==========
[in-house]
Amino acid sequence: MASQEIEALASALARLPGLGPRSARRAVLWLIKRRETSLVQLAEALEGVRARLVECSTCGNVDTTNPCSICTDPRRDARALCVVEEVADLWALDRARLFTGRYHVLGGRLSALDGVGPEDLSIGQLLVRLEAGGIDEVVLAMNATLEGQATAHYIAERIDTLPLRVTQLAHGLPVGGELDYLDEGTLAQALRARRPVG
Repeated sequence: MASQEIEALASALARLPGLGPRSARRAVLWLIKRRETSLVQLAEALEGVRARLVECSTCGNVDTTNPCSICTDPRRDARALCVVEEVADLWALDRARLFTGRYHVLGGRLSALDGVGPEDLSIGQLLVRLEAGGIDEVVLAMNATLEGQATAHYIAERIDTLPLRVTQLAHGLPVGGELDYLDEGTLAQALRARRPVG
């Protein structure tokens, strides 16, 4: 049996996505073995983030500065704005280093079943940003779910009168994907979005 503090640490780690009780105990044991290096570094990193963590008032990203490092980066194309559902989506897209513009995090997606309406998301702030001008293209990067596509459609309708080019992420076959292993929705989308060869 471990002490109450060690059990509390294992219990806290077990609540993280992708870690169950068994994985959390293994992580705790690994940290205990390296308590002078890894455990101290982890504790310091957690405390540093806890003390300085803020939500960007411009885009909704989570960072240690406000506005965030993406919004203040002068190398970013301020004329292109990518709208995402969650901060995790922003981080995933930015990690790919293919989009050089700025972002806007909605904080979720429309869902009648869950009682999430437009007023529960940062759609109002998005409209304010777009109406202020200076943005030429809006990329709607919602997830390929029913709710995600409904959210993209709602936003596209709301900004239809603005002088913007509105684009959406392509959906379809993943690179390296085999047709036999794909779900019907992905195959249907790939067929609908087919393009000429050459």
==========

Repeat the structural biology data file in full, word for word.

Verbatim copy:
[in-house]
Amino acid sequence: MASQEIEALASALARLPGLGPRSARRAVLWLIKRRETSLVQLAEALEGVRARLVECSTCGNVDTTNPCSICTDPRRDARALCVVEEVADLWALDRARLFTGRYHVLGGRLSALDGVGPEDLSIGQLLVRLEAGGIDEVVLAMNATLEGQATAHYIAERIDTLPLRVTQLAHGLPVGGELDYLDEGTLAQALRARRPVG
Repeated sequence: MASQEIEALASALARLPGLGPRSARRAVLWLIKRRETSLVQLAEALEGVRARLVECSTCGNVDTTNPCSICTDPRRDARALCVVEEVADLWALDRARLFTGRYHVLGGRLSALDGVGPEDLSIGQLLVRLEAGGIDEVVLAMNATLEGQATAHYIAERIDTLPLRVTQLAHGLPVGGELDYLDEGTLAQALRARRPVG
């Protein structure tokens, strides 16, 4: 049996996505073995983030500065704005280093079943940003779910009168994907979005 503090640490780690009780105990044991290096570094990193963590008032990203490092980066194309559902989506897209513009995090997606309406998301702030001008293209990067596509459609309708080019992420076959292993929705989308060869 471990002490109450060690059990509390294992219990806290077990609540993280992708870690169950068994994985959390293994992580705790690994940290205990390296308590002078890894455990101290982890504790310091957690405390540093806890003390300085803020939500960007411009885009909704989570960072240690406000506005965030993406919004203040002068190398970013301020004329292109990518709208995402969650901060995790922003981080995933930015990690790919293919989009050089700025972002806007909605904080979720429309869902009648869950009682999430437009007023529960940062759609109002998005409209304010777009109406202020200076943005030429809006990329709607919602997830390929029913709710995600409904959210993209709602936003596209709301900004239809603005002088913007509105684009959406392509959906379809993943690179390296085999047709036999794909779900019907992905195959249907790939067929609908087919393009000429050459």